Business Roundtable: Hurdles Aplenty, and Optimistic All the While
In an exclusive roundtable, executives from four installing security firms reflect on the current state of the industry as well as their respective regional markets. Find out which technologies excite them, the challenges that keep them awake at night, and how they are positioning their companies for success in 2014.
Joseph Menke: It has been really challenging the past few years for us because of the economy, especially housing in Arizona. We had a fantastic 2012, and I think we are the right track [in 2013] compared to , just a little above. I am very pleased with that. We essentially expanded in the verticals we have always played in, so we wanted to increase our fire.
We have done more integration in government, which is our strong part anyway. We have had some really good Homeland Security grants that we performed. And education has been a very big force. We brought on a couple of new school districts in 2013. We have done a lot of cameras, a lot of access control, a lot of managed access, which is becoming more and more popular than traditional access control. All in all we are happy the way 2013 came out.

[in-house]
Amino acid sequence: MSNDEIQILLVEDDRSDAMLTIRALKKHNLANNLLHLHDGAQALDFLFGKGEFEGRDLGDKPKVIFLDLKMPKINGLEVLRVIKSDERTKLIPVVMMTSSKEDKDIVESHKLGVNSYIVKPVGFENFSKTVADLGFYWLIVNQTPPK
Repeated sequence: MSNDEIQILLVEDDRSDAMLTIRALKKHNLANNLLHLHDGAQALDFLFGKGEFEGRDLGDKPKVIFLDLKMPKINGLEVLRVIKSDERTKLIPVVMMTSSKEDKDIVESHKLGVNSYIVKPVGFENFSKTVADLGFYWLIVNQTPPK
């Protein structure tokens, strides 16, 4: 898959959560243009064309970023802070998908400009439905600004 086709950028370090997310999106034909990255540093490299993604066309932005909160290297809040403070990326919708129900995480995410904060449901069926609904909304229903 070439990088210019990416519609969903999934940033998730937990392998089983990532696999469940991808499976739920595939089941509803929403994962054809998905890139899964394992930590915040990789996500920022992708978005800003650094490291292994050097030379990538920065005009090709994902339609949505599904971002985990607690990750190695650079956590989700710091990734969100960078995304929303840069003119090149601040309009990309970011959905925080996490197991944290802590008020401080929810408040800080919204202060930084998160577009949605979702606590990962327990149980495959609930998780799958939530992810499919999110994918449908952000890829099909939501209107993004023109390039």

We do fire inspections but more and more we’re doing installations. We brought on Silent Knight’s high-end line, the Farenhyt line, which seems to have really helped us out. Central Arizona College has been a huge installation for us. That started three years ago and we had to kind of integrate our own emergency notification system.
We used to be around 60% commercial, 40% residential. Now it is like 80-20. Five years ago we had several new homebuilders pumping out houses all day long; we were doing home automation and structured wiring, which was a really big piece of our business. Now home builders aren’t pumping out houses like they were before. So we have really ramped up our commercial end. We were always strong on that too; it’s just that residential is not that big a piece any longer. If there are no houses being built, you have to find something else to change your business model.